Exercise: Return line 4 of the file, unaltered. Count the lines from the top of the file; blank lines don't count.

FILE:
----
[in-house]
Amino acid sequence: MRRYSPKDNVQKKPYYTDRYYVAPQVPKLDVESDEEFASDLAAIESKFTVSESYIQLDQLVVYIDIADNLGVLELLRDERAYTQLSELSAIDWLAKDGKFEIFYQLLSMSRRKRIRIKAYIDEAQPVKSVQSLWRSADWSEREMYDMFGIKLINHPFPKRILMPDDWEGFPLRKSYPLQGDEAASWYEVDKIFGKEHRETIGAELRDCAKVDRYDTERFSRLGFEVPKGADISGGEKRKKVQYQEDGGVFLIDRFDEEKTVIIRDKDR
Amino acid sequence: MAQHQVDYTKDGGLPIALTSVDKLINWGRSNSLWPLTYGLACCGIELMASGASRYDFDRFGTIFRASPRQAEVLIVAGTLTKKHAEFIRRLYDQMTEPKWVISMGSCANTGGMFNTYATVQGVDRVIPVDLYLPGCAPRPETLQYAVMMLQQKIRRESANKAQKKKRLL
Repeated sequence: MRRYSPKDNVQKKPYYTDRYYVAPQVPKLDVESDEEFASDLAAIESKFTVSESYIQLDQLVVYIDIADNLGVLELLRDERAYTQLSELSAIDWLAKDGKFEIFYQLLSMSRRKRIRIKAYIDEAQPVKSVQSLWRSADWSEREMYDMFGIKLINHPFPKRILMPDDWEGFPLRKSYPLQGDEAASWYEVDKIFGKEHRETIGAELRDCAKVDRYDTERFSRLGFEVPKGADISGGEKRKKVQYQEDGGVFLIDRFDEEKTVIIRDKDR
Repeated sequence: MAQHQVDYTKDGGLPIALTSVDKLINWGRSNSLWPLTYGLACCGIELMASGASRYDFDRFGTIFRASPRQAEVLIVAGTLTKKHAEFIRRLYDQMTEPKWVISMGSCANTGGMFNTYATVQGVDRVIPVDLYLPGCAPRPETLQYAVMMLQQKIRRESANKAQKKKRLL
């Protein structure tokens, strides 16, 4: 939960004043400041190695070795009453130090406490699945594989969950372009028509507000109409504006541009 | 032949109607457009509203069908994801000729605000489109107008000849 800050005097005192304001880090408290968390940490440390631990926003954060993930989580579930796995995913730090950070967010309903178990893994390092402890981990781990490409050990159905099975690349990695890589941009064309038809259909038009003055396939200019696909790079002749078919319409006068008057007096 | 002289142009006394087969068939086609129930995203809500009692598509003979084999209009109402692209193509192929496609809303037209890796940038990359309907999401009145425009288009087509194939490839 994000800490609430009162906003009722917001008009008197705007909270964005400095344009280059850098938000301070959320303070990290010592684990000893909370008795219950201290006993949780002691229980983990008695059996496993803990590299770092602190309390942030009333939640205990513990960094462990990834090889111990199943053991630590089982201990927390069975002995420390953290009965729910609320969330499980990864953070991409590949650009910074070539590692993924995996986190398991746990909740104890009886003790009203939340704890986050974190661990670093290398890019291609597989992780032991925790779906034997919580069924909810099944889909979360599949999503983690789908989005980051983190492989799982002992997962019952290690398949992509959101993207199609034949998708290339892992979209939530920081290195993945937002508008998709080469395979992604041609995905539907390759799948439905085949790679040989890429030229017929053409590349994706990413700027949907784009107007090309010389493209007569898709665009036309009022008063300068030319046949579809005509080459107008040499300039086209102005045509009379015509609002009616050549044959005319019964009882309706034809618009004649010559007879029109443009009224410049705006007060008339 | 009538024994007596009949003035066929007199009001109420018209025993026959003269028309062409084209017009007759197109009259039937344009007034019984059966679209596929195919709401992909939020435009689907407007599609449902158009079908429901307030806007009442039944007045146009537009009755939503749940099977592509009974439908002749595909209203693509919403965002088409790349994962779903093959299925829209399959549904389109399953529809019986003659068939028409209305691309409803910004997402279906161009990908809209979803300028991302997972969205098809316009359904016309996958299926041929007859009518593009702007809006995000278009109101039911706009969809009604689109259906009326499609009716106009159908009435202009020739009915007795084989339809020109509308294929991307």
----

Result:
Repeated sequence: MRRYSPKDNVQKKPYYTDRYYVAPQVPKLDVESDEEFASDLAAIESKFTVSESYIQLDQLVVYIDIADNLGVLELLRDERAYTQLSELSAIDWLAKDGKFEIFYQLLSMSRRKRIRIKAYIDEAQPVKSVQSLWRSADWSEREMYDMFGIKLINHPFPKRILMPDDWEGFPLRKSYPLQGDEAASWYEVDKIFGKEHRETIGAELRDCAKVDRYDTERFSRLGFEVPKGADISGGEKRKKVQYQEDGGVFLIDRFDEEKTVIIRDKDR